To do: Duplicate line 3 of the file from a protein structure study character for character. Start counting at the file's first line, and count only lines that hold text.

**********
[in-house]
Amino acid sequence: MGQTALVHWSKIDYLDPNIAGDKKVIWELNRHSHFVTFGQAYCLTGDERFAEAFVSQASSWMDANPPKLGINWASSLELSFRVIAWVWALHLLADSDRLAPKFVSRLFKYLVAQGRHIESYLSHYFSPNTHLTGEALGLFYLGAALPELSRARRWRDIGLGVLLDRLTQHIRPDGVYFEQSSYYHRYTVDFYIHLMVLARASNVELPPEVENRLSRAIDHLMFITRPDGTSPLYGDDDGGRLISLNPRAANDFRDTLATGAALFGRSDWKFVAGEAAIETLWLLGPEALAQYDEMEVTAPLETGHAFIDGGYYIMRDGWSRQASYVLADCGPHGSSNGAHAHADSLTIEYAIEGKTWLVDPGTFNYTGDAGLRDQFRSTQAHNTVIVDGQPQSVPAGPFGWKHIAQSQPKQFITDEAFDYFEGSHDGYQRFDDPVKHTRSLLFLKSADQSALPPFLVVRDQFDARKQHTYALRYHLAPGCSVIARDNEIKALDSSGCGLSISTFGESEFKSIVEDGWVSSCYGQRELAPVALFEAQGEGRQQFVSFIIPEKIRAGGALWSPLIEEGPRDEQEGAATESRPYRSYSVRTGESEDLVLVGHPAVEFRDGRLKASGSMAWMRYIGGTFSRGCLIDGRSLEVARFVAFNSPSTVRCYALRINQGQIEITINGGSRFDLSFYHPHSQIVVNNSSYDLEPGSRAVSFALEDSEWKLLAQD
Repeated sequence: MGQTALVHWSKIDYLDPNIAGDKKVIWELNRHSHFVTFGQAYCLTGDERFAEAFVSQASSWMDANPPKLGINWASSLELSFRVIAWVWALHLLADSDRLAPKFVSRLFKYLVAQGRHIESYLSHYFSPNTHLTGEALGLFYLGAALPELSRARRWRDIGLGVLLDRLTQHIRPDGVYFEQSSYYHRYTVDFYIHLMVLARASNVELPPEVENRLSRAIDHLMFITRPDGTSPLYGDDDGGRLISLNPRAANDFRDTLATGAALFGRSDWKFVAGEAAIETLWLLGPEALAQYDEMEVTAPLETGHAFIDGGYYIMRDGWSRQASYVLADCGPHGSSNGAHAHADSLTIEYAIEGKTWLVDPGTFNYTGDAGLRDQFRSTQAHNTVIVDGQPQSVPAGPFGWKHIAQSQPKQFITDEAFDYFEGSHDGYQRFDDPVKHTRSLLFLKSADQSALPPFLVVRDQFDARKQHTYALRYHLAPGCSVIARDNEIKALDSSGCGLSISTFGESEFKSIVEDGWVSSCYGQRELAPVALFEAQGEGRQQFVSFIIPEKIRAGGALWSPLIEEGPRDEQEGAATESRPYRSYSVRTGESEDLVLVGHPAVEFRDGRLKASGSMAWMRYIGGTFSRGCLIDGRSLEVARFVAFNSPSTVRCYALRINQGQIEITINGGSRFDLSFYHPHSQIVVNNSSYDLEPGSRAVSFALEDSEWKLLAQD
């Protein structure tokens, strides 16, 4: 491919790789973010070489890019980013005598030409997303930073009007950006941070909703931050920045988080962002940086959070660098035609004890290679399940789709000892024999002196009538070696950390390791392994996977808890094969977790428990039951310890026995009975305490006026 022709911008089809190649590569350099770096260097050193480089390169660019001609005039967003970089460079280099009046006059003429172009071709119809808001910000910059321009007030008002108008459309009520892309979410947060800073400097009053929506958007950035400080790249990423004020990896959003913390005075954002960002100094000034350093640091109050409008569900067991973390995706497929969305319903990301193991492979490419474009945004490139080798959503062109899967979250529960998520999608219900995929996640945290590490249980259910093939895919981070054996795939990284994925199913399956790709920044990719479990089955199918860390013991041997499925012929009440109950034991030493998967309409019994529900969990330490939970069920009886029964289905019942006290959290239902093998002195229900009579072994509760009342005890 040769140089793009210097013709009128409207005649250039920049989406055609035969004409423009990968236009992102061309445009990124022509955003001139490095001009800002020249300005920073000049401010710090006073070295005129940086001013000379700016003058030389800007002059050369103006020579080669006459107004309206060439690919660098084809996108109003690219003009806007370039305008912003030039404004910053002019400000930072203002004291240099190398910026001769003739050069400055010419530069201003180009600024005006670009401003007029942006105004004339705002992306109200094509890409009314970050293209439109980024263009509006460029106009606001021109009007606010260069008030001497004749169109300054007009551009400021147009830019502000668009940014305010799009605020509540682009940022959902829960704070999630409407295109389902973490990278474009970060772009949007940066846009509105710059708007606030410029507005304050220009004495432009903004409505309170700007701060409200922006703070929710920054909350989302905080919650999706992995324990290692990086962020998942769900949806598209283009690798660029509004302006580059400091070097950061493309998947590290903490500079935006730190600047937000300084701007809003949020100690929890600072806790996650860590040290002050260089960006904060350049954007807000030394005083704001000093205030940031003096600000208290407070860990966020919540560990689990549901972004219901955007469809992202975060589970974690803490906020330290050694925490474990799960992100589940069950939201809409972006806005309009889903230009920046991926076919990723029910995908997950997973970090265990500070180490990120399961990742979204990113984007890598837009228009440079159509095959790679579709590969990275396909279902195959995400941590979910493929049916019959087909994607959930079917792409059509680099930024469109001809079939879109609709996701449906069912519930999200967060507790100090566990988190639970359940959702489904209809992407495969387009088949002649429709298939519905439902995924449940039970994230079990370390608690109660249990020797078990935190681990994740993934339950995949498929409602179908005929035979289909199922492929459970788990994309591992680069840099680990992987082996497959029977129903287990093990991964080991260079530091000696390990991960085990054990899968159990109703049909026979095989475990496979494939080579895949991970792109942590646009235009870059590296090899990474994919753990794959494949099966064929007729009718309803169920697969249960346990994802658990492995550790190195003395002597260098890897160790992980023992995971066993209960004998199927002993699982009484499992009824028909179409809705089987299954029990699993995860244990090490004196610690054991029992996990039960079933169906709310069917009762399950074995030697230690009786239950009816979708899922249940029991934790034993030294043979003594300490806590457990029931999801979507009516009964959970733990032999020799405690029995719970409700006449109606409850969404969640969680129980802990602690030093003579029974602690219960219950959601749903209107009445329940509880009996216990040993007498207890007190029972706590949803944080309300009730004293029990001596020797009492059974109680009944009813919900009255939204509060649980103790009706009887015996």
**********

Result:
Repeated sequence: MGQTALVHWSKIDYLDPNIAGDKKVIWELNRHSHFVTFGQAYCLTGDERFAEAFVSQASSWMDANPPKLGINWASSLELSFRVIAWVWALHLLADSDRLAPKFVSRLFKYLVAQGRHIESYLSHYFSPNTHLTGEALGLFYLGAALPELSRARRWRDIGLGVLLDRLTQHIRPDGVYFEQSSYYHRYTVDFYIHLMVLARASNVELPPEVENRLSRAIDHLMFITRPDGTSPLYGDDDGGRLISLNPRAANDFRDTLATGAALFGRSDWKFVAGEAAIETLWLLGPEALAQYDEMEVTAPLETGHAFIDGGYYIMRDGWSRQASYVLADCGPHGSSNGAHAHADSLTIEYAIEGKTWLVDPGTFNYTGDAGLRDQFRSTQAHNTVIVDGQPQSVPAGPFGWKHIAQSQPKQFITDEAFDYFEGSHDGYQRFDDPVKHTRSLLFLKSADQSALPPFLVVRDQFDARKQHTYALRYHLAPGCSVIARDNEIKALDSSGCGLSISTFGESEFKSIVEDGWVSSCYGQRELAPVALFEAQGEGRQQFVSFIIPEKIRAGGALWSPLIEEGPRDEQEGAATESRPYRSYSVRTGESEDLVLVGHPAVEFRDGRLKASGSMAWMRYIGGTFSRGCLIDGRSLEVARFVAFNSPSTVRCYALRINQGQIEITINGGSRFDLSFYHPHSQIVVNNSSYDLEPGSRAVSFALEDSEWKLLAQD